search.noResults

search.searching

dataCollection.invalidEmail
note.createNoteMessage

search.noResults

search.searching

orderForm.title

orderForm.productCode
orderForm.description
orderForm.quantity
orderForm.itemPrice
orderForm.price
orderForm.totalPrice
orderForm.deliveryDetails.billingAddress
orderForm.deliveryDetails.deliveryAddress
orderForm.noItems
FOCUS


Modelling applications


represents higher concentrations, and the lighter lower. There is still a likelihood of material being present in areas not marked, and if the pollutant is extremely toxic, or released in large quantities, areas outside the ‘low risk’ region might in fact still be quite dangerous. FireMet is a much simpler, password


protected, web based system for fire and rescue services, and is not available to other users. It provides a quicker response than CHEMET, and includes three hours’ forecast information. The output shows wind direction and sectors at risk, which are coloured red. FireMet achieves a faster response than


CHEMET by taking wind information from the operational forecast model running at the Met Offi ce in Exeter and simply marking an area at risk downwind from the release. It is not a dispersion model, but more like an automated version of the LAESI advice. The only input from the user is a location in the form of a postcode or Ordnance Survey grid reference.


Future developments


Developments in both new designs of wind instruments and the increasing power of computers mean that it is now possible for a simple dispersion model to run continuously on perfectly ordinary PCs. The basic system, marketed under the name Plumecast, uses real time measurements updated every second, and is installed as a package including a quality wind sensor. Fast sampling periods are essential, as


this gives Plumecast real measurements of turbulence, something that would otherwise be estimated – a source of error and a heavy drain on computer processing. This data is stored and processed to calculate an ‘area at risk’, also every second. The resultant information can be transmitted and displayed overlaid on a map in any suitable location. It could even be available in the cab of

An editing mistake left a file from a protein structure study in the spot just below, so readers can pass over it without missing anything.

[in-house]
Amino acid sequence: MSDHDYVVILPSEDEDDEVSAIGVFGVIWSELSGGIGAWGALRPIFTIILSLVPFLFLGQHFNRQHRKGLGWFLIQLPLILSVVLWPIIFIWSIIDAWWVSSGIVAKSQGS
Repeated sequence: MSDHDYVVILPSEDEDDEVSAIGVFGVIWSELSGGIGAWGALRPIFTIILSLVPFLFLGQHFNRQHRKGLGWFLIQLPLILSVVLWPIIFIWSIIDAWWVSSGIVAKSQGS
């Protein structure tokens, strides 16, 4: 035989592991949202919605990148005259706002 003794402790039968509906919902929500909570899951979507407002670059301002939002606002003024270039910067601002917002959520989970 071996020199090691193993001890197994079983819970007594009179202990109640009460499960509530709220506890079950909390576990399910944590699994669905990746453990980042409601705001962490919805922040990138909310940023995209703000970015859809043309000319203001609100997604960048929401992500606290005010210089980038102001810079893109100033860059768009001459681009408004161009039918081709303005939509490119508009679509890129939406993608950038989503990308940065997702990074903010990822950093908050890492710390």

an emergency services vehicle en route to an incident. The only requirement is that real time wind data, of suitable quality and representative of the risk area, is available. This model


Figure 6: A Plumecast display showing the area at risk from a plume and the current location of an emission in progress. This information is available in real time and easily distributed.


20 DECEMBER 2018/JANUARY 2019 www.frmjournal.com


Page 1  |  Page 2  |  Page 3  |  Page 4  |  Page 5  |  Page 6  |  Page 7  |  Page 8  |  Page 9  |  Page 10  |  Page 11  |  Page 12  |  Page 13  |  Page 14  |  Page 15  |  Page 16  |  Page 17  |  Page 18  |  Page 19  |  Page 20  |  Page 21  |  Page 22  |  Page 23  |  Page 24  |  Page 25  |  Page 26  |  Page 27  |  Page 28  |  Page 29  |  Page 30  |  Page 31  |  Page 32  |  Page 33  |  Page 34  |  Page 35  |  Page 36  |  Page 37  |  Page 38  |  Page 39  |  Page 40  |  Page 41  |  Page 42  |  Page 43  |  Page 44  |  Page 45  |  Page 46  |  Page 47  |  Page 48  |  Page 49  |  Page 50  |  Page 51  |  Page 52  |  Page 53  |  Page 54  |  Page 55  |  Page 56  |  Page 57  |  Page 58  |  Page 59  |  Page 60